About the Series ...
article is a member of the series MSSQL Server Reporting Services. The series is designed to
introduce MSSQL Server Reporting Services (Reporting Services),
presenting an overview of its features, with tips and techniques for real-world
use. For more information on the series in general, please see my initial Database Journal article, A New Paradigm for Enterprise Reporting. For the software components, samples and tools
needed to complete the hands-on portion of this article, see BlackBelt Administration: Linked
Reports in Report Manager, another article within this series.
As we learned in Mastering OLAP Reports: Parameters for Analysis Services
Reporting, Pt. I and Mastering OLAP Reports: Parameters for Analysis Services
Reporting, Pt. II, a common enterprise reporting
requirement is the capability to filter reports at run time for specific
information. This is typically managed via parameterization, also known
as prompting, where the filter criteria is requested (and hence the
consumer is prompted) when the report is run. Depending upon the parameter
type (the most common are type-in and picklist), the filters are
typically enacted when the consumer types or selects a value, or a series of
In the first half of this article,
Automatically Created Parameter Support Objects Pt. I, we
reviewed type-in and picklist parameters in general, and then
concentrated our focus, once again, upon picklist parameters, which we noted
to be a frequent choice among information consumers for user-friendly operation
within reports. Picklist parameters add value in several ways,
including the inherent elimination of typing errors, as well as the enforcement
of standard selections for report execution. We noted that the design of the picklist
is important in making runtime selections easy, and that picklists that
present long scrolling processes or other cumbersome methods can negatively
affect consumer perceptions, particularly when they are components within
commonly requested reports.
When working with clients to
design and create virtually any enterprise report, I ask questions about the
reports objectives and intended appearance; moreover, I ask questions about
source data, filtering, and other considerations involved with the information
retrieved by the underlying datasets. When I reach the point at which we
discuss parameterization (the vast majority of reports contain parameters),
I virtually always follow up with questions about desired parameter defaults.
Parameter defaults are important to consider for a couple
of primary reasons. First, and certainly the most basic, is that the absence
of parameter defaults within a report results in one of two things at
runtime: either all sits idle until the information consumer makes parameter
selections and executes the reports, or a blank report is generated (assuming
the Report Parameters dialogs involved allow blank values within
the parameter input / selector boxes). While neither of these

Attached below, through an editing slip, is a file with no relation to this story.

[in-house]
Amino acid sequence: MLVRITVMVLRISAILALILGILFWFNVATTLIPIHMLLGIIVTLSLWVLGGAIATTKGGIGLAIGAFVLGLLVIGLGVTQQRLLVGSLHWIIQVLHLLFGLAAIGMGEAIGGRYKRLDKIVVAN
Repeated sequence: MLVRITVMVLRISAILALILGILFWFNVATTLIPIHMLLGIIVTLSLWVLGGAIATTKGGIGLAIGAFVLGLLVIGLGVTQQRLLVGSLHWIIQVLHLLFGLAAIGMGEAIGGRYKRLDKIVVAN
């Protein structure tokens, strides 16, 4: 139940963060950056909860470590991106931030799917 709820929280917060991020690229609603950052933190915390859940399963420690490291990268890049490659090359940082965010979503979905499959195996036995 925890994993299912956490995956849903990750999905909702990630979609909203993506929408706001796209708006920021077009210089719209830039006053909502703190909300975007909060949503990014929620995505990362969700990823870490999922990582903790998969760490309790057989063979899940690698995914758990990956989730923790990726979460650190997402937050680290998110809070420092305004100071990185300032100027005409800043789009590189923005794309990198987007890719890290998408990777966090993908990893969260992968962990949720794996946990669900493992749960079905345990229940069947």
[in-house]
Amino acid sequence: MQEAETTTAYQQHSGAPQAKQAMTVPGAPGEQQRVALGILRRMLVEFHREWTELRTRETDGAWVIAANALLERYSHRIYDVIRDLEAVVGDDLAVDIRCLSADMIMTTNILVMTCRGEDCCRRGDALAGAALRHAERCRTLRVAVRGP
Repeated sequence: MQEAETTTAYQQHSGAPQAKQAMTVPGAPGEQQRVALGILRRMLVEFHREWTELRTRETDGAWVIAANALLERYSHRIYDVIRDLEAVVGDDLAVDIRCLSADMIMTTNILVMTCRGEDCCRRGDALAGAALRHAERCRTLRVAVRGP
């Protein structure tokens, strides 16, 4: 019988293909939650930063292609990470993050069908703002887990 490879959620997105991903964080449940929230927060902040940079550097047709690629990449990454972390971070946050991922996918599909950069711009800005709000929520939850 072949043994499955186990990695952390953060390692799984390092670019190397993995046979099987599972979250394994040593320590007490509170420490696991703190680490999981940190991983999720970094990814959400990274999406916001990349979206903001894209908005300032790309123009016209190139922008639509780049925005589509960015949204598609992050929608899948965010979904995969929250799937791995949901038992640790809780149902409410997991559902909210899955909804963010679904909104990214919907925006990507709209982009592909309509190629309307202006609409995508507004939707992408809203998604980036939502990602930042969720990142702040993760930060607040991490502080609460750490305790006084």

conditions presents an issue to consumers understanding underlying settings,
each can still mean inconvenience in general and perhaps confusion to less
The second design consideration of
importance that surrounds Parameter defaults goes beyond their simple
absence or presence, and focuses more upon their intuitiveness. By
intuitive, I mean dynamically intelligent. While it is quite desirable to
select among numerous criteria at runtime, we can add finesse to the selections
we offer by having the more likely desired selections, considering the nature
of the report and its typical usage by information consumers, appear as defaults
at runtime. The obvious objective is to make the steps involved in report
execution more efficient, for most of the consumers, most of the time.
In this article, we will continue working with the basic OLAP
report we created in the first half of this article, Customize
Automatically Created Parameter Support Objects Pt. 1. We will establish a scenario within which we expose the steps
involved in meeting a basic need of a hypothetical client in adding runtime default
selections that will appear within the parameter picklists of the
report. In examining
the requested addition of parameter defaults within an OLAP report
containing a Matrix data region, we will:
sample Report Server project, AdventureWorks Sample Reports, and
access the existing sample report we prepared in Pt. I.
options for supporting intelligent parameter picklist defaults among the
three primary layers of the integrated Microsoft business intelligence
approach to meeting the need of our hypothetical client to present parameter
picklist defaults that represent the last period of data entry in
Create a dataset
to provide parameter default support in the Reporting Services
layer of the clients BI solution.
the various components of the default support solution we propose are
tied together, as a part of a hands-on practice session where we create and
align the necessary components to support our parameter defaults.
report to observe the effectiveness of our solution in runtime action.